Why the Feminization of AI Is Problematic - And How It Can Be Addressed
SwissCognitive Guest Blogger: Sam Bowman “Why the Feminization of AI Is Problematic – And How It Can Be Addressed”
AI also plays an important role in our day-to-day lives. Virtual assistants, like Amazon’s Alexa or Apple’s Siri, are must-have home technologies that help us live more efficient, happier lives.
In theory, AI programs are designed to operate with minimum bias. However, many AI programs are problematically feminized by design. This is an issue, as overly feminized AI can reinforce harmful gender stereotypes.
Artificial intelligence hasn’t always been feminized. The infamous HAL 9000 from “Space Odyssey” was portrayed with male vocals. However, speech analytics and consumer insights have pushed AI down a road of problematic feminization. The world’s first chatbot, ELIZA, was arguably genderless, but the name and pronouns used to describe her prove otherwise.
To start, it’s important to understand that AI developers use speech analytics to gain better insights into user behaviors and interactions. Speech analysis turns words and phrases into hard data so developers and deep learning programs can understand the common issues that customers share. However, speech analytics can also be used to finetune the interactions between chatbots or voice assistants and users.
The issue begins when developers notice that users respond better to traditionally feminine voices and profiles. This is likely due to socialized gender stereotypes, which falsely lead many to believe that women are more likely to be altruistic, subservient, and docile.
As a result, almost every major voice assistant today — Alexa, Google Home, Siri, Cortana — presents a traditionally female voice and profile. Likewise, many chatbots display pictures of women in an attempt to present an AI profile that users want to interact with. The decision to produce feminized AI and chatbots may be good for company profits in the short term. However, the feminization of AI reinforces gender biases and stereotypes.
Gender bias has gone unchecked for decades. According to a UNESCO report titled “I’d Blush If I Could,” 73% of women worldwide have suffered online harassment and millions more have received abuse in real life. Shockingly, even feminized voice assistants and chatbots receive sexist abuse from users.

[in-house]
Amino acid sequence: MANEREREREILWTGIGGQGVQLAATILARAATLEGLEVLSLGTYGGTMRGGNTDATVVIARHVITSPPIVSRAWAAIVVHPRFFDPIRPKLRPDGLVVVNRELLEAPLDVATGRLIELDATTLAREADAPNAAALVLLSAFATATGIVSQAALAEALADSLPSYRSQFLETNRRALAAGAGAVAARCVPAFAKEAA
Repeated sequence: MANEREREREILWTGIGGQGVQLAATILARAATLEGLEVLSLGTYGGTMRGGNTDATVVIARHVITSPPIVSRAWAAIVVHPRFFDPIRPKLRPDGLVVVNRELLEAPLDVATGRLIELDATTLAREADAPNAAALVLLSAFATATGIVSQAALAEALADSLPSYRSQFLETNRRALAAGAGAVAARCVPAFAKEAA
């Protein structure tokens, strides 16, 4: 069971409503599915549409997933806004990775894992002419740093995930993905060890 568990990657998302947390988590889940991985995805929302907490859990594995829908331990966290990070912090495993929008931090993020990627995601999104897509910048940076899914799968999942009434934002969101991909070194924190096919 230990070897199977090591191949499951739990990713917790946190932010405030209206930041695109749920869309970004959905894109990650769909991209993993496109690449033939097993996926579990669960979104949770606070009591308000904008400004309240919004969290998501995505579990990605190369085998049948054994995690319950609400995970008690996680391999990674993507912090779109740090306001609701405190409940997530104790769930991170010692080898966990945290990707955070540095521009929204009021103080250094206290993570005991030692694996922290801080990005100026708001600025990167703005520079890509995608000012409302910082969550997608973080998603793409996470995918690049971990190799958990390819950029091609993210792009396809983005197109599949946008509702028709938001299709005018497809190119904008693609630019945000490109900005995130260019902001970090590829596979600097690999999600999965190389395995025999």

The same UNESCO report found that voice assistants like Amazon’s Alexa and Google’s Home were programmed to be subservient and passive in the face of abuse. They have preestablished responses to direct abuse which are typically docile and disturbingly playful.
It may be in a company’s best interest to produce an AI that can deflect insults and abuse with tame responses. However, doing so is to the detriment of equality movements around the world. Some users who abuse chatbots may not even realize they are speaking to an AI program and may begin a harmful pattern of misogynistic behaviour based on their online interaction with feminized AI.
Even if users don’t abuse their voice assistants, women-voiced AI programs can reinforce other harmful stereotypes about women in the real world. AI voice assistants and chatbots are subservient by design. When AI is universally feminized, users may form sexist unconscious biases about women and their expected roles in the home and the professional world.
The AI industry needs to make a U-turn when it comes to gender and AI. However, to make this change possible, greater representation is needed among developers and designers.
There is a large disparity in the gender distribution among AI specialists. Over 90% of the AI-creation workforce are men. This is a significant barrier to change as, without the insights of women, AI development will continue to produce and reinforce harmful gender stereotypes.
In particular, more must be done to include emotionally intelligent leaders in AI development. Emotional intelligence gives leaders the ability to influence and empathize with those around them. Involving inherently emotionally intelligent women in AI development may help firms spot biases and stereotypes before their programs go live and can advocate for updates that seek to advance gender equality and undo the feminization of AI.
Women-led development teams may also push for a more simple solution: including male-presenting voices and profiles in AI. Rather than rewriting code and detangling deep learning algorithms, AI developers can simply make cosmetic changes that offer a random selection of traditionally masculine or feminine presenting AI.
These cosmetic changes may even improve customer impressions of AI chatbots while addressing unconscious biases in user behavior. Even small changes like using natural language processing free from gender bias can make a big difference in user experience and equitability.
The feminization of voice assistants and chatbots is a problematic development in the advancement of AI. Feminized AI programs can reinforce unconscious bias and lead some users to believe that sexist abuse is acceptable.
To address this issue more must be done to involve women in the development of AI and the deep learning neural networks used by software like Amazon’s Alexa. This will help developers spot potential issues and advocate for a more equitable, just future.
Sam Bowman is a published freelance writer from the West Coast who specializes in healthcare tech and artificial intelligence content. His experience in patient care directly translates into his work and his passion for industry technologies influences the content he creates. Sam has worked for years – directly in, and writing about – healthcare technology and the many benefits it offers to patients and doctors alike. He loves to watch as medical tech and business software grow and develop, ushering in a modern age of industry.